Tattoos and Rheumatoid Arthritis

For many people, tattoos are an important form of expression. But for people with certain medical conditions, such as rheumatoid arthritis (RA), getting a simple tattoo requires additional considerations besides design and placement.  

If you have rheumatoid arthritis, whether it’s safe for you to "get inked" depends on a few factors, including the medications you may be taking.

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RA Drugs and Tattoos

When you get a tattoo, your skin is punctured by a needle over and over, producing what is effectively an open wound. For most people, the healing process is uncomplicated.

However, having an autoimmune condition like RA may increase your risk of infection. Some RA medications also can increase that risk after your tattoo session.

Disease-modifying antirheumatic drugs (DMARDs) are a common, first-line treatment for RA because they help with symptoms and slow the disease's progression. However, DMARDs also suppress the immune system in order to control inflammation, which can inhibit your body’s ability to fight off infection. 

There’s no clear indication of whether the timing of DMARD injections can affect infection risk. Waiting a couple of weeks after your injection to schedule your tattoo session may help, but there’s no research to back this up. If you’re thinking of getting a tattoo and you’re taking DMARDs, talk to your rheumatologist before scheduling your tattoo appointment. 

Corticosteroids, like prednisone, also may be used to treat RA. They can have a negative impact on wound healing, as well.

Skin Reactions

Most people with RA don’t have skin-related symptoms. However, it’s possible to have another type of arthritis, along with RA, that may affect your skin. Psoriatic arthritis is a type of arthritis that causes patches of irritated, itchy, flaky skin. While it’s not very common, the trauma caused to the skin from getting a tattoo can trigger psoriasis symptoms in people with psoriatic arthritis.

Skin reactions can happen to anyone, especially to people with sensitive skin.

Other Considerations

If you have RA and are thinking about getting a tattoo, there are a few other concerns to keep in mind.

Tattoos are known to be painful. If you’re experiencing a painful RA flare-up, you might not respond well to the pain of tattooing. Another consideration is the amount of time you will need to remain still while the tattoo is being applied. This can be difficult if you’re struggling with chronic pain or stiffness due to RA. 

That doesn’t mean a tattoo is completely out of the question. Talk to your tattoo artist about your condition. Ask how long it will take to finish the procedure. Inquire whether it’s possible to break up the tattooing into shorter sessions—even if the tattoo isn’t large.

Taking over-the-counter (OTC) nonsteroidal anti-inflammatories (NSAIDs) like ibuprofen may also help with pain during the session.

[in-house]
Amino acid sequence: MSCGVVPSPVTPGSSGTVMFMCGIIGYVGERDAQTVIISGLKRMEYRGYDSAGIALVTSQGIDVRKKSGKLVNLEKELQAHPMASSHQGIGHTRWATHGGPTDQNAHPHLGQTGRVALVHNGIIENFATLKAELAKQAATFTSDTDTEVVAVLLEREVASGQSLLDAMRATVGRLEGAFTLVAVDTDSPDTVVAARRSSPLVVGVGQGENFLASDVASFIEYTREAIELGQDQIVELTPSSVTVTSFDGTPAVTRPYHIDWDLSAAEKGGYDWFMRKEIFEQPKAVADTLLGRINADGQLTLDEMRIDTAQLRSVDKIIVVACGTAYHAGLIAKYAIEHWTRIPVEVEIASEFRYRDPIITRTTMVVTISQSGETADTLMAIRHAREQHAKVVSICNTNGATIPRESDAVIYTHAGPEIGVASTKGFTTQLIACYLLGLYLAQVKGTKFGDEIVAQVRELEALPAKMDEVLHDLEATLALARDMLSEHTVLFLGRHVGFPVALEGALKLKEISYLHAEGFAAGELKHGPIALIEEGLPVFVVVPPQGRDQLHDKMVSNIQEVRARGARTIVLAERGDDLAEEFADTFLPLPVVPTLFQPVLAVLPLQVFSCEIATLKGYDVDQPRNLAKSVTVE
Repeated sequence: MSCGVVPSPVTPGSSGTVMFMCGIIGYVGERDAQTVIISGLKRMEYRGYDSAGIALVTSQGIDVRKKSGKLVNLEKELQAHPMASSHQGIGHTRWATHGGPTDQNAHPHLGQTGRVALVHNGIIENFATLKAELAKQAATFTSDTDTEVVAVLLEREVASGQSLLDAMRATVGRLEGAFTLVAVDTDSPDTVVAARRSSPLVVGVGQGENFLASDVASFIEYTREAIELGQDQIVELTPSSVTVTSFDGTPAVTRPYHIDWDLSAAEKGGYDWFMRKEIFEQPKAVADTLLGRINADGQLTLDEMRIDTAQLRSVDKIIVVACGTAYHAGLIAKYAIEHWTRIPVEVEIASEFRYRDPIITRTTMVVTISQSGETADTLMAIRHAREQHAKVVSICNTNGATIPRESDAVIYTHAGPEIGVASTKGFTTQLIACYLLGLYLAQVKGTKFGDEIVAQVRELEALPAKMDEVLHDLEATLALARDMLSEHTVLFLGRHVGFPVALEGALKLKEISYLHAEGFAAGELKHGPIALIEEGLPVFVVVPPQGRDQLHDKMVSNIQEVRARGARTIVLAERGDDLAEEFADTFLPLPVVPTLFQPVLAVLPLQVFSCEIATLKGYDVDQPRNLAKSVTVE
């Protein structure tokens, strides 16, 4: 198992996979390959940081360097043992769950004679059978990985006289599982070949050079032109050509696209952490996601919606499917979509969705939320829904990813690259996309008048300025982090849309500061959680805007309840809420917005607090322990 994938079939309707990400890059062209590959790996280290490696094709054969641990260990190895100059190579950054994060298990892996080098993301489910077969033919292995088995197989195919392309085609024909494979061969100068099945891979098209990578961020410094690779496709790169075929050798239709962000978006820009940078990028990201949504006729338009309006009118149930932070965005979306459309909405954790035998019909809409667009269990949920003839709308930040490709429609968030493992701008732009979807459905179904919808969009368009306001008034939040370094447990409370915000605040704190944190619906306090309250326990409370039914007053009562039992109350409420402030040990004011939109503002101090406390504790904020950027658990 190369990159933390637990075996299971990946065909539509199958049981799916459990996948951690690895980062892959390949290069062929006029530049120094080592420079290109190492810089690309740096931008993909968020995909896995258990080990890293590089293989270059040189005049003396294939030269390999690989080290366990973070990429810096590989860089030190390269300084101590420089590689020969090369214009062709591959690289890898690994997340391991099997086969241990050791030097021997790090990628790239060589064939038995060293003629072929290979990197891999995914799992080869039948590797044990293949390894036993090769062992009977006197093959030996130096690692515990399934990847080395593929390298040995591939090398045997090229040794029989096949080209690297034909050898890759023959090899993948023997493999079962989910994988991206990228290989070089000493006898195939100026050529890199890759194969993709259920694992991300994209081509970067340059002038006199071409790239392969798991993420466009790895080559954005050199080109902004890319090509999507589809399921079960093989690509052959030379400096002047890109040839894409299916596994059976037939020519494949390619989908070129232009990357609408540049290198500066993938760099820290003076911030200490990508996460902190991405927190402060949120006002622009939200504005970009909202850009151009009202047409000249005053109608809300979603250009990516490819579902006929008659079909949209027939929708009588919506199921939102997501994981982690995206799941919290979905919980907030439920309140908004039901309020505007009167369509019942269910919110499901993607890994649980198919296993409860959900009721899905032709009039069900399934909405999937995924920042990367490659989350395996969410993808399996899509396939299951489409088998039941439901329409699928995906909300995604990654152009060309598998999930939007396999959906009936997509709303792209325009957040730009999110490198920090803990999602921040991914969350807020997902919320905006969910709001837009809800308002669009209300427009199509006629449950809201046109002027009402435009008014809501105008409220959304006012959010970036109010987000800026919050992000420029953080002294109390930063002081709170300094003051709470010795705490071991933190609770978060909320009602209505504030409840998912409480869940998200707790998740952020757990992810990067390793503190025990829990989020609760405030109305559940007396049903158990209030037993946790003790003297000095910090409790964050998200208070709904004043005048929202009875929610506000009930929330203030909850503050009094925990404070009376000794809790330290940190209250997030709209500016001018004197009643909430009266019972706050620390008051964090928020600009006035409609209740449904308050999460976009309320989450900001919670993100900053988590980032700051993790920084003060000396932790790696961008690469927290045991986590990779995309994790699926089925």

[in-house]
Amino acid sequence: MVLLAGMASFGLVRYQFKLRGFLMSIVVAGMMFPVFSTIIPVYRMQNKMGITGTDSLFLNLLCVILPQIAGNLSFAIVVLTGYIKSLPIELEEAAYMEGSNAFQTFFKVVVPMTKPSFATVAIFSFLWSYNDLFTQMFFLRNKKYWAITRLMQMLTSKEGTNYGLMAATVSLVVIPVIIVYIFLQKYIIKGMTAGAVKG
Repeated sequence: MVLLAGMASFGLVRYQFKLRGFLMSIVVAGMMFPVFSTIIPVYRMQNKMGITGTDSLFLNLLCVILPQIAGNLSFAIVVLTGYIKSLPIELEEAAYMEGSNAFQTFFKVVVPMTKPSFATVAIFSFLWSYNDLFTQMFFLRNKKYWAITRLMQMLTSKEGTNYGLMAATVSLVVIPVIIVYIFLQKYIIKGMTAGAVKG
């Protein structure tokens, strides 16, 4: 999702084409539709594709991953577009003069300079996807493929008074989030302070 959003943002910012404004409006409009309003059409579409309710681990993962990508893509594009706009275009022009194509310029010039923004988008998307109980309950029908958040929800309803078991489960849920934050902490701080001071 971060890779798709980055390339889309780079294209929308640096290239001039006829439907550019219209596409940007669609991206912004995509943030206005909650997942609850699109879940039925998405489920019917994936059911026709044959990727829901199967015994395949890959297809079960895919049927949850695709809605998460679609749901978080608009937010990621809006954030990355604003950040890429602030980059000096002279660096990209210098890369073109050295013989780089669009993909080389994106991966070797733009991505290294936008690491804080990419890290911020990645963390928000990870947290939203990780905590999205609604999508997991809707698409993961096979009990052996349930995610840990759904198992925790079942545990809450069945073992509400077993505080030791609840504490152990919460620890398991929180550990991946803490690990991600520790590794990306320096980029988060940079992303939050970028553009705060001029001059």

Tattoo Safety

You can limit your risk of infection by taking certain measures to ensure your tattooing experience is a safe one, including:

  • Choose a licensed tattoo parlor over one that isn’t licensed. 
  • Be open about your RA condition with your tattoo artist.
  • Follow aftercare instructions to ensure proper healing.
  • Expect extra recovery time. Don’t stop caring for your tattoo after the recommended amount of time. Your wound might need additional time to heal. 

Tattoo artists should use new sterilized needles and disinfect everything—including surfaces and equipment—before getting started. They should also wash their hands beforehand, wear new gloves during the procedure, and place inks in single-use cups that can be disposed of afterward.

A good artist will also provide you with plenty of aftercare information and be happy to answer any questions you have about the tattooing and healing process.

If you have safety questions relating to your RA, talk to your healthcare provider.

RA Tattoo Designs

Excited to get your first tattoo? Here are a few suggestions:

  • Get something small. If pain is worrying you, start with a tiny tattoo to get used to the sensation. A smaller tattoo also will wound less of your skin.
  • Opt for the RA ribbon. Raise awareness about your condition by getting a symbolic tattoo, such as the blue RA ribbon.
  • Pick an inspirational message. Get a tattoo that will make you feel good every time you look at it. 

A Word From Verywell

You’re excited about getting your tattoo, and you’ve done the work to find a reputable artist and studio. But don’t forget to speak to a healthcare provider about your decision ahead of time so you'll know what to expect from the process as it relates to your RA. Your practitioner can also help you weigh the pros and cons of getting inked. 

3 Sources
Verywell Health uses only high-quality sources, including peer-reviewed studies, to support the facts within our articles. Read our editorial process to learn more about how we fact-check and keep our content accurate, reliable, and trustworthy.
  1. Migala J. Tattoos and arthritis: Can you safely get inked if you have arthritis? Creaky Joints.

  2. Arthritis Foundation. DMARDS

  3. National Kidney Foundation. What you need to know about prednisone

Additional Reading